More than half of UK travel companies plan to take on new staff over the coming year, a new study reveals.
Of the 57% of firms that plan to create jobs this year, all said they plan to create middle management/skilled labour jobs, more than half (55%) said they plan to create unskilled jobs and just over a third (34%) will create senior management positions.
When asked whether job creation would generate sales, or sales growth would lead to job creation, more than three quarters of all travel companies questioned (76%), said growth needs to come first although large companies are now much more likely to prioritise investment in jobs than they did in 2011.
The findings come from a poll of 670 executives of UK businesses of all sizes across different industries into their attitudes to job creation and their confidence in the economy for the Barclays Job Creation Survey 2012.
But the vast majority of travel businesses (85%) believe that government initiatives to foster job creation have come to nothing so far.
More than half (53%) of travel companies would not consider employing ex-public sector workers, with 29% stating that they were ‘not at all interested’ and 24% stating they are ‘not very interested’.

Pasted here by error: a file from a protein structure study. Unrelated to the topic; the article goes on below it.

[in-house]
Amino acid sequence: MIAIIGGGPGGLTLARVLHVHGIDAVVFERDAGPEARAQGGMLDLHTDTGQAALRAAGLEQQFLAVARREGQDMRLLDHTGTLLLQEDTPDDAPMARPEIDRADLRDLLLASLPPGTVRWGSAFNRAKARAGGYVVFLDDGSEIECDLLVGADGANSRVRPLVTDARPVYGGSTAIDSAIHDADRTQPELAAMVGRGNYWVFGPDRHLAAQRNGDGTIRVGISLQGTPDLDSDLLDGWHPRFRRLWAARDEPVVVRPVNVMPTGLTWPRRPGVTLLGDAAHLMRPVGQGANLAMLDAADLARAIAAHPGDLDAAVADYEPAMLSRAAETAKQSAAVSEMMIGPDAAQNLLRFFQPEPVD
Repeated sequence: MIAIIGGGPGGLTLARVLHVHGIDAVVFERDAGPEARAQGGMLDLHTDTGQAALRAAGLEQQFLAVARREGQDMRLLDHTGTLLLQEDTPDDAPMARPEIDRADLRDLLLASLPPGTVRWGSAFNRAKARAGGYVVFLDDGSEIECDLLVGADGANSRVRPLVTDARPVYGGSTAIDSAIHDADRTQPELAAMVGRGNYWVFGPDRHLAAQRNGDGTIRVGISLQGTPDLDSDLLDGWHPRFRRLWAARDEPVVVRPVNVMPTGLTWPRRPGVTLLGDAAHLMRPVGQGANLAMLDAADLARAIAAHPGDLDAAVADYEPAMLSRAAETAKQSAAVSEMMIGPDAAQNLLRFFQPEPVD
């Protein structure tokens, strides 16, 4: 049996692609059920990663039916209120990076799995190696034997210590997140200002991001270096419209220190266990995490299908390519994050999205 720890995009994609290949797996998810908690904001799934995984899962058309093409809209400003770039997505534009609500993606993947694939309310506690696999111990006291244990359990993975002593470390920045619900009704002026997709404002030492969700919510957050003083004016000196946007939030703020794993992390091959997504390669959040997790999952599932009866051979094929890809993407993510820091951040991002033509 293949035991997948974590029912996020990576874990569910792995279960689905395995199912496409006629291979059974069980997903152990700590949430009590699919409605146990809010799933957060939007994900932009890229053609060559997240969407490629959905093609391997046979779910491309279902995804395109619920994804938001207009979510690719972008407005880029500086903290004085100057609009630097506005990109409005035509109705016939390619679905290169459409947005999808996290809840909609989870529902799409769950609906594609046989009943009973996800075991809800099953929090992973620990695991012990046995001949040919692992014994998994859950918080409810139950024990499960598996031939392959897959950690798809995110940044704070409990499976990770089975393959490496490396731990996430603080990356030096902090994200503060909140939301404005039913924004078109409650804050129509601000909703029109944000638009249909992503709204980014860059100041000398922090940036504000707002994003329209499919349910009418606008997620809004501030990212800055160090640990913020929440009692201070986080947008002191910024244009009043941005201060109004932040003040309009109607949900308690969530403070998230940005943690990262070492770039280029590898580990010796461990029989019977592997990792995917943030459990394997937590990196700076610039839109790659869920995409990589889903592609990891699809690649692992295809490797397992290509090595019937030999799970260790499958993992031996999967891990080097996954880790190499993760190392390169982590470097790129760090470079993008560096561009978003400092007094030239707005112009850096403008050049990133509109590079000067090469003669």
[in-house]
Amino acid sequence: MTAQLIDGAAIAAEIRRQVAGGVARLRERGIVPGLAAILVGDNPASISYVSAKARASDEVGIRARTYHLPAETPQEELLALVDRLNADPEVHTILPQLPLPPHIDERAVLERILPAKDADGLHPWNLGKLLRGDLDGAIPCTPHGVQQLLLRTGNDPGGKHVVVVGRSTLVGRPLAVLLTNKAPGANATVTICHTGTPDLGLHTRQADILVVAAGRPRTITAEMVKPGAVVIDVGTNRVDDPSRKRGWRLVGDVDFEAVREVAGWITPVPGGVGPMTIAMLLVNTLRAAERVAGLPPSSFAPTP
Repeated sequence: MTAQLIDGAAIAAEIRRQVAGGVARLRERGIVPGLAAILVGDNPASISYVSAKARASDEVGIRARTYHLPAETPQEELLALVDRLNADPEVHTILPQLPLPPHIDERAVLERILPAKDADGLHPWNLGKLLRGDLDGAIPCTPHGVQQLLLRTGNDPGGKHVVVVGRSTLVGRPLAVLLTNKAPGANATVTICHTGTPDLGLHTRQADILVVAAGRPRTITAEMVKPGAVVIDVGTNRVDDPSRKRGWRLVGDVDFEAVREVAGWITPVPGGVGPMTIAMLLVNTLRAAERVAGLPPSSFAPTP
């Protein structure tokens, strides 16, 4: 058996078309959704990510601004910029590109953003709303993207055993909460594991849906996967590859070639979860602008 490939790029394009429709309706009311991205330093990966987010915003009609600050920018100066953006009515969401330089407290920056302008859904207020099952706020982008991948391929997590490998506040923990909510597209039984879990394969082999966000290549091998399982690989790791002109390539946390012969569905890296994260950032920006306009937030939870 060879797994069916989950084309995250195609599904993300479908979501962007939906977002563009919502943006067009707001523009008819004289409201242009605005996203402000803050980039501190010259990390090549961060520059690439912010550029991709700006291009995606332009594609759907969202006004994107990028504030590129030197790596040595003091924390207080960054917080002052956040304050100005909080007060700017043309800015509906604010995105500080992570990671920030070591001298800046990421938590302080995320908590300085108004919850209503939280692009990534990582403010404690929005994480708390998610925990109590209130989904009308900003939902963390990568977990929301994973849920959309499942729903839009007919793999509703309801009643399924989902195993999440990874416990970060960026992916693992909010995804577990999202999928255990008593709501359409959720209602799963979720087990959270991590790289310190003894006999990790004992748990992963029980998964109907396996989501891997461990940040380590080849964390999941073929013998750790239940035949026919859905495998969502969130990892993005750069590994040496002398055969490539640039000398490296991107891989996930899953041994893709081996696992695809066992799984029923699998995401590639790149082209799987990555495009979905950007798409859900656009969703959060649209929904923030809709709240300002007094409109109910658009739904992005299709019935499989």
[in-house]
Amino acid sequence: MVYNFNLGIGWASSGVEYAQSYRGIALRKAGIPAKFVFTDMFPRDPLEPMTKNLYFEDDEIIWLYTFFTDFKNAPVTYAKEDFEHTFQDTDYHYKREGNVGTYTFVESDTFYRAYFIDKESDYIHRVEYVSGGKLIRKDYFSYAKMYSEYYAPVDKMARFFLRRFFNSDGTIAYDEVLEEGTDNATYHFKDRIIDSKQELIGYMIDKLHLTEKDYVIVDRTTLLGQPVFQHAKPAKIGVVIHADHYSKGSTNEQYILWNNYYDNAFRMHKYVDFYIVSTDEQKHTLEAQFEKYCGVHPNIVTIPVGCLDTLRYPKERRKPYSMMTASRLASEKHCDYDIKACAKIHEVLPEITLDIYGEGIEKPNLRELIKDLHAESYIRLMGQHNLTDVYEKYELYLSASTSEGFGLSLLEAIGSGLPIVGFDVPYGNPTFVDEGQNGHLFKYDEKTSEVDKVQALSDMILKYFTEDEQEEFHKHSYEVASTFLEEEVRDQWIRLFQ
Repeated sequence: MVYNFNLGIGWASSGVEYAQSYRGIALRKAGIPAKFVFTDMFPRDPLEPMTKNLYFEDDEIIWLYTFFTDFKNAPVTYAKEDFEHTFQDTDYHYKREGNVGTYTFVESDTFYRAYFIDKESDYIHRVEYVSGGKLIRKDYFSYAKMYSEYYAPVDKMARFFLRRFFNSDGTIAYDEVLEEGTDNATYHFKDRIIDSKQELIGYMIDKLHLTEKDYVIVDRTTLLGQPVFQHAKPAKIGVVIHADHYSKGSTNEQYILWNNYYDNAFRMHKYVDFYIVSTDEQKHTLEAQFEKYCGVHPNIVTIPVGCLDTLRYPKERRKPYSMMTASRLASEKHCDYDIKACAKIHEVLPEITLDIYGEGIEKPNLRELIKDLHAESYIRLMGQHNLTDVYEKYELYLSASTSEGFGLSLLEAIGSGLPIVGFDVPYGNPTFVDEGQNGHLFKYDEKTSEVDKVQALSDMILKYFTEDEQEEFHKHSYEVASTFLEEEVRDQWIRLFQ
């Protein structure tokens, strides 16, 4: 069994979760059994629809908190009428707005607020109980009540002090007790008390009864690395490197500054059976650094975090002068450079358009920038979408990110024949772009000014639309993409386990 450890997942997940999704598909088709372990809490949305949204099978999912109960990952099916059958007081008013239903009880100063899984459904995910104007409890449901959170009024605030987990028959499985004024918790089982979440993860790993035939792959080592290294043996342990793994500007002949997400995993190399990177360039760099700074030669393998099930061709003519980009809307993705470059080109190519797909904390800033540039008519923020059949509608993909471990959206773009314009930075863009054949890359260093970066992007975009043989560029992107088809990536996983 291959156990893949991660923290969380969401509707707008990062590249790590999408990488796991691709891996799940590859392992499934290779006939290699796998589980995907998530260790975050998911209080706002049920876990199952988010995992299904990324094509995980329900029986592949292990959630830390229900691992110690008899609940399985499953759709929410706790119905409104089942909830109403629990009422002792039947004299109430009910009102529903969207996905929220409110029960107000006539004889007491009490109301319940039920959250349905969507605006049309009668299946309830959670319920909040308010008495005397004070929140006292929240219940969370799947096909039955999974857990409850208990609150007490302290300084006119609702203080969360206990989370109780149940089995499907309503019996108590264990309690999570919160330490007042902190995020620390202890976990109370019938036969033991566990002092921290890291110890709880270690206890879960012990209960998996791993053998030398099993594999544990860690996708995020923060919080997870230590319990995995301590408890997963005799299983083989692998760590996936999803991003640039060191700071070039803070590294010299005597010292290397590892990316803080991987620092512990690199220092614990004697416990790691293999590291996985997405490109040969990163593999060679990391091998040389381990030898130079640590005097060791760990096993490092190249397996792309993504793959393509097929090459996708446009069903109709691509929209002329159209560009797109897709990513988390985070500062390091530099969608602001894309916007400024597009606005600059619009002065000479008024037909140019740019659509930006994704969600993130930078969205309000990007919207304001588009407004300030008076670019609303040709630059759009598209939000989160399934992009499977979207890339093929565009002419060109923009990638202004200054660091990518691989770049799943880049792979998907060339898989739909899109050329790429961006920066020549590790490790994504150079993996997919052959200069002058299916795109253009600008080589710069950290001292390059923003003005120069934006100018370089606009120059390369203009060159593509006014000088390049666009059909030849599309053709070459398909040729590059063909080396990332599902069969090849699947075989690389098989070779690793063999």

However, when asked how well equipped public sector workers are to joining their businesses, the travel sector was one of the more positive industries. Fifty nine per cent said that ex-public sector workers are ‘very well’ or ‘quite well’ equipped to joining their organisations, compared with the national average of 41%.
Large companies across all industries with turnover of more than £500 million were less confident than last year, with 70% planning to create jobs in 2012 versus 85% in 2011.
Small businesses were more confident, with 51% planning to create jobs compared with 41% last year.
Barclays head of travel Chris Lee said: “In the face of increased regulation and rising taxes on the travel industry, it is encouraging that the sector is looking to create new jobs in the coming year.
“The increased confidence around investing in jobs in order to grow sales, rather than waiting for sales to increase before hiring people, is particularly promising, and is hopefully a sign of significant investment to come within the corporate sector in 2012.”
He added: “Clearly, there remains a disconnect between public sector workers and private sector employers, with an element of mistrust of the former by latter.
“This is something that needs to be challenged directly if we are to have a fluid employment market place that allows people to move between the public and private sector easily, bringing the best of both worlds to their roles.”
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